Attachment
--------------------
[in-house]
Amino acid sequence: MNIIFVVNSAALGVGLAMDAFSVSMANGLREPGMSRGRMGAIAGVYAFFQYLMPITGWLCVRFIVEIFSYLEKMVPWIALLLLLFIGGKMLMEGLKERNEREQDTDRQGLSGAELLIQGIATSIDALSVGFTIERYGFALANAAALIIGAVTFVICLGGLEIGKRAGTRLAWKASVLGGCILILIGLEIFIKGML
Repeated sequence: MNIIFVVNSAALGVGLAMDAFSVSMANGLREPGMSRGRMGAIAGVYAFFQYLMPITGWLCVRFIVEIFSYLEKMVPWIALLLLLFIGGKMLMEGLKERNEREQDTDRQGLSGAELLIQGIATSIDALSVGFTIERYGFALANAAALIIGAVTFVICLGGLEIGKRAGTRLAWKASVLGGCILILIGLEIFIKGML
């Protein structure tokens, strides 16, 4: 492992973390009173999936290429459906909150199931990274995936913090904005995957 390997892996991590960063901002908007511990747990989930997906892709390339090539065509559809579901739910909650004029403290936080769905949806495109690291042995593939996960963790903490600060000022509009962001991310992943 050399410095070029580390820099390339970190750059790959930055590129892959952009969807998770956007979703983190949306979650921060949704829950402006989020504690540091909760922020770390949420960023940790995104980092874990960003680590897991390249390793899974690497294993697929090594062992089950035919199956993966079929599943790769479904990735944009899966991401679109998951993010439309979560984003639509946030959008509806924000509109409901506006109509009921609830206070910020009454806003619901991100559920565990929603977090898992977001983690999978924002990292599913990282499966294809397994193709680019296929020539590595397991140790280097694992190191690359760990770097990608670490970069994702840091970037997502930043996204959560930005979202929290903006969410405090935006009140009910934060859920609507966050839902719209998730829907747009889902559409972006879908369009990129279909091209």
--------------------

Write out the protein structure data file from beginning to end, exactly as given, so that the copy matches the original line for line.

[in-house]
Amino acid sequence: MNIIFVVNSAALGVGLAMDAFSVSMANGLREPGMSRGRMGAIAGVYAFFQYLMPITGWLCVRFIVEIFSYLEKMVPWIALLLLLFIGGKMLMEGLKERNEREQDTDRQGLSGAELLIQGIATSIDALSVGFTIERYGFALANAAALIIGAVTFVICLGGLEIGKRAGTRLAWKASVLGGCILILIGLEIFIKGML
Repeated sequence: MNIIFVVNSAALGVGLAMDAFSVSMANGLREPGMSRGRMGAIAGVYAFFQYLMPITGWLCVRFIVEIFSYLEKMVPWIALLLLLFIGGKMLMEGLKERNEREQDTDRQGLSGAELLIQGIATSIDALSVGFTIERYGFALANAAALIIGAVTFVICLGGLEIGKRAGTRLAWKASVLGGCILILIGLEIFIKGML
């Protein structure tokens, strides 16, 4: 492992973390009173999936290429459906909150199931990274995936913090904005995957 390997892996991590960063901002908007511990747990989930997906892709390339090539065509559809579901739910909650004029403290936080769905949806495109690291042995593939996960963790903490600060000022509009962001991310992943 050399410095070029580390820099390339970190750059790959930055590129892959952009969807998770956007979703983190949306979650921060949704829950402006989020504690540091909760922020770390949420960023940790995104980092874990960003680590897991390249390793899974690497294993697929090594062992089950035919199956993966079929599943790769479904990735944009899966991401679109998951993010439309979560984003639509946030959008509806924000509109409901506006109509009921609830206070910020009454806003619901991100559920565990929603977090898992977001983690999978924002990292599913990282499966294809397994193709680019296929020539590595397991140790280097694992190191690359760990770097990608670490970069994702840091970037997502930043996204959560930005979202929290903006969410405090935006009140009910934060859920609507966050839902719209998730829907747009889902559409972006879908369009990129279909091209």